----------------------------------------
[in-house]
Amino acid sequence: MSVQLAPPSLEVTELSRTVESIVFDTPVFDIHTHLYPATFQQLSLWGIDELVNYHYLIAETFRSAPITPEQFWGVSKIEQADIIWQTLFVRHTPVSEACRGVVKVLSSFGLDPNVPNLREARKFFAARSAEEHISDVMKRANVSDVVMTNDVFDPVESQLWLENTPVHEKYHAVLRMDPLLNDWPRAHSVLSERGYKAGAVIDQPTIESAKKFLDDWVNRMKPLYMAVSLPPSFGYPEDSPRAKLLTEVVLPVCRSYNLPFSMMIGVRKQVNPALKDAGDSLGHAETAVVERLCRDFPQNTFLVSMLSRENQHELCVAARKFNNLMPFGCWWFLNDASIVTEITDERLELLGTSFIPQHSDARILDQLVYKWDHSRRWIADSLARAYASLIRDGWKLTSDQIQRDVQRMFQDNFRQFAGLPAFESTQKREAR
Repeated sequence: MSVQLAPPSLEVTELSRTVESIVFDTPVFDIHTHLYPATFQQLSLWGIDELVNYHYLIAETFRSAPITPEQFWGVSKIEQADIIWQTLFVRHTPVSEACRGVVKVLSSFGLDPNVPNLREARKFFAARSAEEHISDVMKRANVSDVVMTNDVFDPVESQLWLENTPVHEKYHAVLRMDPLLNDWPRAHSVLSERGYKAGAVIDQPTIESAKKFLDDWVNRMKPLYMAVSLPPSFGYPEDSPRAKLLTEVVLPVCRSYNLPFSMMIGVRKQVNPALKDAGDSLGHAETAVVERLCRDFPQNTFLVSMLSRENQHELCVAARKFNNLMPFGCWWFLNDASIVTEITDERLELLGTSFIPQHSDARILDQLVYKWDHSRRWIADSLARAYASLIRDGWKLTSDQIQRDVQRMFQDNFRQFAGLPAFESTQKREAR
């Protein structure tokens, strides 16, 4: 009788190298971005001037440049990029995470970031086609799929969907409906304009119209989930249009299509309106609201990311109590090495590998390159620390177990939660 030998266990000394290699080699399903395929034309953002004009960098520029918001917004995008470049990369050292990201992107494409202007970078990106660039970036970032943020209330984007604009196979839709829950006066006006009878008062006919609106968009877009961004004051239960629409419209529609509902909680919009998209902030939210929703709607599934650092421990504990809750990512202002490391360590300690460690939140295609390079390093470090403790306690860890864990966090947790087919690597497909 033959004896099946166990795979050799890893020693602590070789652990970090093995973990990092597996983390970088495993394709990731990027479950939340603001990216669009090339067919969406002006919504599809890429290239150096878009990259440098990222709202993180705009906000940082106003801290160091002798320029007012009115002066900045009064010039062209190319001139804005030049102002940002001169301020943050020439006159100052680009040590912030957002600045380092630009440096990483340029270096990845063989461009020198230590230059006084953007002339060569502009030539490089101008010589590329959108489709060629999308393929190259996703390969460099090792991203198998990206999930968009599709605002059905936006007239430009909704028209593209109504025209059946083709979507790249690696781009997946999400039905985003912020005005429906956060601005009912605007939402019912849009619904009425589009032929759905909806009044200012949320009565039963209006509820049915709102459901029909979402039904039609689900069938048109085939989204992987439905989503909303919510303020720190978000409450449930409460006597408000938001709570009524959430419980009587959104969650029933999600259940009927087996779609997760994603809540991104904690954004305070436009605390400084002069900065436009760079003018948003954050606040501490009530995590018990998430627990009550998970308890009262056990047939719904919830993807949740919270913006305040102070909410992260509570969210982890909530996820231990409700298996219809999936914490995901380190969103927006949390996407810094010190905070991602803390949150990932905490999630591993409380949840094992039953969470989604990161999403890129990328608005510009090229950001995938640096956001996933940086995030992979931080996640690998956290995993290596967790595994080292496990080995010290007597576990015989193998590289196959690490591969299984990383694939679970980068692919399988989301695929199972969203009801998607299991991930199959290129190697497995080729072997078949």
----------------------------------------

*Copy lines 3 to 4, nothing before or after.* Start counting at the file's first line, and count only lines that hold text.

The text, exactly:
Repeated sequence: MSVQLAPPSLEVTELSRTVESIVFDTPVFDIHTHLYPATFQQLSLWGIDELVNYHYLIAETFRSAPITPEQFWGVSKIEQADIIWQTLFVRHTPVSEACRGVVKVLSSFGLDPNVPNLREARKFFAARSAEEHISDVMKRANVSDVVMTNDVFDPVESQLWLENTPVHEKYHAVLRMDPLLNDWPRAHSVLSERGYKAGAVIDQPTIESAKKFLDDWVNRMKPLYMAVSLPPSFGYPEDSPRAKLLTEVVLPVCRSYNLPFSMMIGVRKQVNPALKDAGDSLGHAETAVVERLCRDFPQNTFLVSMLSRENQHELCVAARKFNNLMPFGCWWFLNDASIVTEITDERLELLGTSFIPQHSDARILDQLVYKWDHSRRWIADSLARAYASLIRDGWKLTSDQIQRDVQRMFQDNFRQFAGLPAFESTQKREAR
């Protein structure tokens, strides 16, 4: 009788190298971005001037440049990029995470970031086609799929969907409906304009119209989930249009299509309106609201990311109590090495590998390159620390177990939660 030998266990000394290699080699399903395929034309953002004009960098520029918001917004995008470049990369050292990201992107494409202007970078990106660039970036970032943020209330984007604009196979839709829950006066006006009878008062006919609106968009877009961004004051239960629409419209529609509902909680919009998209902030939210929703709607599934650092421990504990809750990512202002490391360590300690460690939140295609390079390093470090403790306690860890864990966090947790087919690597497909 033959004896099946166990795979050799890893020693602590070789652990970090093995973990990092597996983390970088495993394709990731990027479950939340603001990216669009090339067919969406002006919504599809890429290239150096878009990259440098990222709202993180705009906000940082106003801290160091002798320029007012009115002066900045009064010039062209190319001139804005030049102002940002001169301020943050020439006159100052680009040590912030957002600045380092630009440096990483340029270096990845063989461009020198230590230059006084953007002339060569502009030539490089101008010589590329959108489709060629999308393929190259996703390969460099090792991203198998990206999930968009599709605002059905936006007239430009909704028209593209109504025209059946083709979507790249690696781009997946999400039905985003912020005005429906956060601005009912605007939402019912849009619904009425589009032929759905909806009044200012949320009565039963209006509820049915709102459901029909979402039904039609689900069938048109085939989204992987439905989503909303919510303020720190978000409450449930409460006597408000938001709570009524959430419980009587959104969650029933999600259940009927087996779609997760994603809540991104904690954004305070436009605390400084002069900065436009760079003018948003954050606040501490009530995590018990998430627990009550998970308890009262056990047939719904919830993807949740919270913006305040102070909410992260509570969210982890909530996820231990409700298996219809999936914490995901380190969103927006949390996407810094010190905070991602803390949150990932905490999630591993409380949840094992039953969470989604990161999403890129990328608005510009090229950001995938640096956001996933940086995030992979931080996640690998956290995993290596967790595994080292496990080995010290007597576990015989193998590289196959690490591969299984990383694939679970980068692919399988989301695929199972969203009801998607299991991930199959290129190697497995080729072997078949």